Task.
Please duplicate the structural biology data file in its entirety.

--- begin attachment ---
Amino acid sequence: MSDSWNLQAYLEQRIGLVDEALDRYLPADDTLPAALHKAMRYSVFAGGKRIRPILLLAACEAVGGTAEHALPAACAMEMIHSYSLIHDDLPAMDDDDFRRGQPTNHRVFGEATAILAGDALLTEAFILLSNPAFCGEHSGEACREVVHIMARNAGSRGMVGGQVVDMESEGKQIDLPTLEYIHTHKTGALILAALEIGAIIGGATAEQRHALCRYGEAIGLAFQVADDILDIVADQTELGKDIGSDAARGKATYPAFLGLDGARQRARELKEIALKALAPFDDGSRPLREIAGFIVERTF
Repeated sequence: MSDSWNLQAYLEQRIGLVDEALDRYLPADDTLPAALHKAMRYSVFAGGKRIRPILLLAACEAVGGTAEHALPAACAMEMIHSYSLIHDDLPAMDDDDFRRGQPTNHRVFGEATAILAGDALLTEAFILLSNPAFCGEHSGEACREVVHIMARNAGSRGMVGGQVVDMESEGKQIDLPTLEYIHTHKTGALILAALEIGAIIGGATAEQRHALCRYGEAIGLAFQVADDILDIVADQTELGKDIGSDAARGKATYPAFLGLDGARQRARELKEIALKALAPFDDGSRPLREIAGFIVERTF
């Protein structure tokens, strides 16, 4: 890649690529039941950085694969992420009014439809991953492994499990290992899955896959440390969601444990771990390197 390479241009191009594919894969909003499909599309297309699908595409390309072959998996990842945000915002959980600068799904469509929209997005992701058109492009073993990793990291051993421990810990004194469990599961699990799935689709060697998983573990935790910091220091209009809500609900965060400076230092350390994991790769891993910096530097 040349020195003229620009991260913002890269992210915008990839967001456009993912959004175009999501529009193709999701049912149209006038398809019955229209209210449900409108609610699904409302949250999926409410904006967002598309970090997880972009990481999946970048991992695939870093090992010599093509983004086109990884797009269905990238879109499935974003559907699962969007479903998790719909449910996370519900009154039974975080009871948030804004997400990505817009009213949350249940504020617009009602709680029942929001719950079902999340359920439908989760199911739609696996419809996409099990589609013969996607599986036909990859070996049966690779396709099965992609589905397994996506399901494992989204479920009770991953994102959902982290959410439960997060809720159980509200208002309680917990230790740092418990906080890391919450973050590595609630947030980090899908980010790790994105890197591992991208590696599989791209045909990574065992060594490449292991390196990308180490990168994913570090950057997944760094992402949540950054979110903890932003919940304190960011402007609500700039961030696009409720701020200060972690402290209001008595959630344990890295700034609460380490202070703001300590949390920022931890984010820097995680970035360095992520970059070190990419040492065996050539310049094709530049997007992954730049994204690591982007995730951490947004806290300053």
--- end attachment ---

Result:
Amino acid sequence: MSDSWNLQAYLEQRIGLVDEALDRYLPADDTLPAALHKAMRYSVFAGGKRIRPILLLAACEAVGGTAEHALPAACAMEMIHSYSLIHDDLPAMDDDDFRRGQPTNHRVFGEATAILAGDALLTEAFILLSNPAFCGEHSGEACREVVHIMARNAGSRGMVGGQVVDMESEGKQIDLPTLEYIHTHKTGALILAALEIGAIIGGATAEQRHALCRYGEAIGLAFQVADDILDIVADQTELGKDIGSDAARGKATYPAFLGLDGARQRARELKEIALKALAPFDDGSRPLREIAGFIVERTF
Repeated sequence: MSDSWNLQAYLEQRIGLVDEALDRYLPADDTLPAALHKAMRYSVFAGGKRIRPILLLAACEAVGGTAEHALPAACAMEMIHSYSLIHDDLPAMDDDDFRRGQPTNHRVFGEATAILAGDALLTEAFILLSNPAFCGEHSGEACREVVHIMARNAGSRGMVGGQVVDMESEGKQIDLPTLEYIHTHKTGALILAALEIGAIIGGATAEQRHALCRYGEAIGLAFQVADDILDIVADQTELGKDIGSDAARGKATYPAFLGLDGARQRARELKEIALKALAPFDDGSRPLREIAGFIVERTF
């Protein structure tokens, strides 16, 4: 890649690529039941950085694969992420009014439809991953492994499990290992899955896959440390969601444990771990390197 390479241009191009594919894969909003499909599309297309699908595409390309072959998996990842945000915002959980600068799904469509929209997005992701058109492009073993990793990291051993421990810990004194469990599961699990799935689709060697998983573990935790910091220091209009809500609900965060400076230092350390994991790769891993910096530097 040349020195003229620009991260913002890269992210915008990839967001456009993912959004175009999501529009193709999701049912149209006038398809019955229209209210449900409108609610699904409302949250999926409410904006967002598309970090997880972009990481999946970048991992695939870093090992010599093509983004086109990884797009269905990238879109499935974003559907699962969007479903998790719909449910996370519900009154039974975080009871948030804004997400990505817009009213949350249940504020617009009602709680029942929001719950079902999340359920439908989760199911739609696996419809996409099990589609013969996607599986036909990859070996049966690779396709099965992609589905397994996506399901494992989204479920009770991953994102959902982290959410439960997060809720159980509200208002309680917990230790740092418990906080890391919450973050590595609630947030980090899908980010790790994105890197591992991208590696599989791209045909990574065992060594490449292991390196990308180490990168994913570090950057997944760094992402949540950054979110903890932003919940304190960011402007609500700039961030696009409720701020200060972690402290209001008595959630344990890295700034609460380490202070703001300590949390920022931890984010820097995680970035360095992520970059070190990419040492065996050539310049094709530049997007992954730049994204690591982007995730951490947004806290300053």